This is a typically ridiculous Cassidy claim. Booze is a long-established word in English, both as a verb and as a noun. Scholars have quite rightly identified that this word is linked to the Dutch word busen, which meant to drink to excess.
Cassidy disagrees. On the basis of his vast knowledge of the Irish language (!) he believes that this word derives from an Irish word beathuis. Now, you will search in vain for this word in the dictionary. Beathuis is not a real word. Even if it were real, it wouldn’t sound much like booze. It would be pronounced as bahish.
Where did Cassidy get this word? Well, there is a word beathuisce (life-water) in the dictionaries. It is a variant of the vastly more common uisce beatha (water of life) which is the origin of English whisk(e)y. This variant seems to be found mostly in songs and poems and is probably used in these contexts for reasons of metre, because it has 3 syllables rather than 4. It is pronounced bahishka. So what about the inconvenient –ka at the end? After all, nobody talks about boozeka in English! According to Cassidy, beathuisce was shortened to beathuis. He gives no evidence of this or reason for it, and it seems about as likely as someone in English contracting the word water to wart.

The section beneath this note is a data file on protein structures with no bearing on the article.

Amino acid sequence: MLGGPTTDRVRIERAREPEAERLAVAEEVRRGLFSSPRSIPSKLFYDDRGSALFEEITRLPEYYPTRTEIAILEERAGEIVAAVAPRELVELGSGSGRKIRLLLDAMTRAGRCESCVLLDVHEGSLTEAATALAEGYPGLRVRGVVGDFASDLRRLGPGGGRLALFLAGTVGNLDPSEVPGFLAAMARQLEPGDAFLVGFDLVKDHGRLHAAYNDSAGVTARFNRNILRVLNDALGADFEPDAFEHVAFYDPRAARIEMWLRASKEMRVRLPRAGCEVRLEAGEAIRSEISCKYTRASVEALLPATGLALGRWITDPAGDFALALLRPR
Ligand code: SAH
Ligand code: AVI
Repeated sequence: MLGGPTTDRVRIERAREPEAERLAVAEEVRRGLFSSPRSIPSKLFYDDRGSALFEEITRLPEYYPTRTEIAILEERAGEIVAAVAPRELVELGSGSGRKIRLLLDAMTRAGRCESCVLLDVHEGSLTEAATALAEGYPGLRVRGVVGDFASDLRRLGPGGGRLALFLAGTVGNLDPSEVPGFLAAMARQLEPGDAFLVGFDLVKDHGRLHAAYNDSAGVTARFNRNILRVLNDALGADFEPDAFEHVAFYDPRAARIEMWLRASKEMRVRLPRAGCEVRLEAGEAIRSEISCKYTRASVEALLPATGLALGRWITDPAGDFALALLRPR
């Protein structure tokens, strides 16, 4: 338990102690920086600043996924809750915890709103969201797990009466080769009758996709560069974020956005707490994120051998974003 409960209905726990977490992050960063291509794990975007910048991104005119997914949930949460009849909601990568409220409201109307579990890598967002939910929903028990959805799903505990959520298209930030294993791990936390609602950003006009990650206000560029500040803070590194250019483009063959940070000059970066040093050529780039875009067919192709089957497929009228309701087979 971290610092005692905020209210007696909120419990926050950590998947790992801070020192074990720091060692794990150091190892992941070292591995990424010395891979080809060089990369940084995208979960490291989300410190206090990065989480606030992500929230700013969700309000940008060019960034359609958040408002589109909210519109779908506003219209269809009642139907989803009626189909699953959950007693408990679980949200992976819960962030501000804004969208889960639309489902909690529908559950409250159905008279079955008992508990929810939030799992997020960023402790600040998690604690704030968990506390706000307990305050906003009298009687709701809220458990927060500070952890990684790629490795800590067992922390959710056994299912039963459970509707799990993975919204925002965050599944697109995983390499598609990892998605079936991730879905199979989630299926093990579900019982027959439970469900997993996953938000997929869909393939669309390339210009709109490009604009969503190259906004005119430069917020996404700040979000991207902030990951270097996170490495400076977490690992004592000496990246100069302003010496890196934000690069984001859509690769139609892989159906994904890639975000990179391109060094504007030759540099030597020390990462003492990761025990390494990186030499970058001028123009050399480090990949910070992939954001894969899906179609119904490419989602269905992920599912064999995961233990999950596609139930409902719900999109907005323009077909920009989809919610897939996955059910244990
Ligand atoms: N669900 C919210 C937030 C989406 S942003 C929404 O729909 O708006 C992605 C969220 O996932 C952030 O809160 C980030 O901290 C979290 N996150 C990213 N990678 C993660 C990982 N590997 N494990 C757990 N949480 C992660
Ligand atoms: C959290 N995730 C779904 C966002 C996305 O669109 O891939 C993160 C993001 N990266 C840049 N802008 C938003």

So, to recap, there is a perfectly good derivation from Dutch which fits the facts, sounds right and has the right meaning. And there is a completely improbable candidate which doesn’t sound like booze and which was made up by Cassidy by mutilating a rare variant word beathuisce, the ‘word’ beathuis.
Which is correct? I’ll leave you to make up your own mind on that one!